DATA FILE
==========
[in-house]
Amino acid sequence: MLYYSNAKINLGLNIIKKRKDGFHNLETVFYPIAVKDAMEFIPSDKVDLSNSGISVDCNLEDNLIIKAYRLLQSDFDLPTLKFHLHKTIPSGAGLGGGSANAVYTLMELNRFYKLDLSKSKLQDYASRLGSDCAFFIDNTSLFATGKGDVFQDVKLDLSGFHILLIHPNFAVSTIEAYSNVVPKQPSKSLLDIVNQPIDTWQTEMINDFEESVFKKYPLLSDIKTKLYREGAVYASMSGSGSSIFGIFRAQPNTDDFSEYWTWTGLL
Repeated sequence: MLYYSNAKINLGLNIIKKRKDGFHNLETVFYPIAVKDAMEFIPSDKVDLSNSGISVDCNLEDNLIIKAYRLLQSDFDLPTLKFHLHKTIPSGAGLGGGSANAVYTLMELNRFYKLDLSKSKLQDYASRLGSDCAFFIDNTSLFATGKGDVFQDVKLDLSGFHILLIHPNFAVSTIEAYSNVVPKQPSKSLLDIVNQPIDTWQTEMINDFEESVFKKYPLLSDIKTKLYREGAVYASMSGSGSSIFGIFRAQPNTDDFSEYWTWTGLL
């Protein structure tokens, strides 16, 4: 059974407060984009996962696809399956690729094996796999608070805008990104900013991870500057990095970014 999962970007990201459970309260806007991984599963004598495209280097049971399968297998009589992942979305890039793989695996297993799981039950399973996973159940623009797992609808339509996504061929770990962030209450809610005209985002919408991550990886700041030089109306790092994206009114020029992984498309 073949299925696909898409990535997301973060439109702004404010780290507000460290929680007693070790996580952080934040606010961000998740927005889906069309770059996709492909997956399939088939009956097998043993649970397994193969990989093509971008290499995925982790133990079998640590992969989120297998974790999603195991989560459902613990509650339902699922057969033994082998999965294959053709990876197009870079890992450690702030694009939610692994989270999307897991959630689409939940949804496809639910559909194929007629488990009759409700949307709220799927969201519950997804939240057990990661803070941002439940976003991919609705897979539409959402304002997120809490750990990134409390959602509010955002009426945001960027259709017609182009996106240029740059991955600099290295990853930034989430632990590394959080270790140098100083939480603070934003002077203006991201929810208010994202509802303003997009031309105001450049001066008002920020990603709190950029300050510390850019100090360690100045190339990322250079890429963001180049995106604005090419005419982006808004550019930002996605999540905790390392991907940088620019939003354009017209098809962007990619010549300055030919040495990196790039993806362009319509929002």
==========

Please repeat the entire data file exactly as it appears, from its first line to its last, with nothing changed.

[in-house]
Amino acid sequence: MLYYSNAKINLGLNIIKKRKDGFHNLETVFYPIAVKDAMEFIPSDKVDLSNSGISVDCNLEDNLIIKAYRLLQSDFDLPTLKFHLHKTIPSGAGLGGGSANAVYTLMELNRFYKLDLSKSKLQDYASRLGSDCAFFIDNTSLFATGKGDVFQDVKLDLSGFHILLIHPNFAVSTIEAYSNVVPKQPSKSLLDIVNQPIDTWQTEMINDFEESVFKKYPLLSDIKTKLYREGAVYASMSGSGSSIFGIFRAQPNTDDFSEYWTWTGLL
Repeated sequence: MLYYSNAKINLGLNIIKKRKDGFHNLETVFYPIAVKDAMEFIPSDKVDLSNSGISVDCNLEDNLIIKAYRLLQSDFDLPTLKFHLHKTIPSGAGLGGGSANAVYTLMELNRFYKLDLSKSKLQDYASRLGSDCAFFIDNTSLFATGKGDVFQDVKLDLSGFHILLIHPNFAVSTIEAYSNVVPKQPSKSLLDIVNQPIDTWQTEMINDFEESVFKKYPLLSDIKTKLYREGAVYASMSGSGSSIFGIFRAQPNTDDFSEYWTWTGLL
């Protein structure tokens, strides 16, 4: 059974407060984009996962696809399956690729094996796999608070805008990104900013991870500057990095970014 999962970007990201459970309260806007991984599963004598495209280097049971399968297998009589992942979305890039793989695996297993799981039950399973996973159940623009797992609808339509996504061929770990962030209450809610005209985002919408991550990886700041030089109306790092994206009114020029992984498309 073949299925696909898409990535997301973060439109702004404010780290507000460290929680007693070790996580952080934040606010961000998740927005889906069309770059996709492909997956399939088939009956097998043993649970397994193969990989093509971008290499995925982790133990079998640590992969989120297998974790999603195991989560459902613990509650339902699922057969033994082998999965294959053709990876197009870079890992450690702030694009939610692994989270999307897991959630689409939940949804496809639910559909194929007629488990009759409700949307709220799927969201519950997804939240057990990661803070941002439940976003991919609705897979539409959402304002997120809490750990990134409390959602509010955002009426945001960027259709017609182009996106240029740059991955600099290295990853930034989430632990590394959080270790140098100083939480603070934003002077203006991201929810208010994202509802303003997009031309105001450049001066008002920020990603709190950029300050510390850019100090360690100045190339990322250079890429963001180049995106604005090419005419982006808004550019930002996605999540905790390392991907940088620019939003354009017209098809962007990619010549300055030919040495990196790039993806362009319509929002």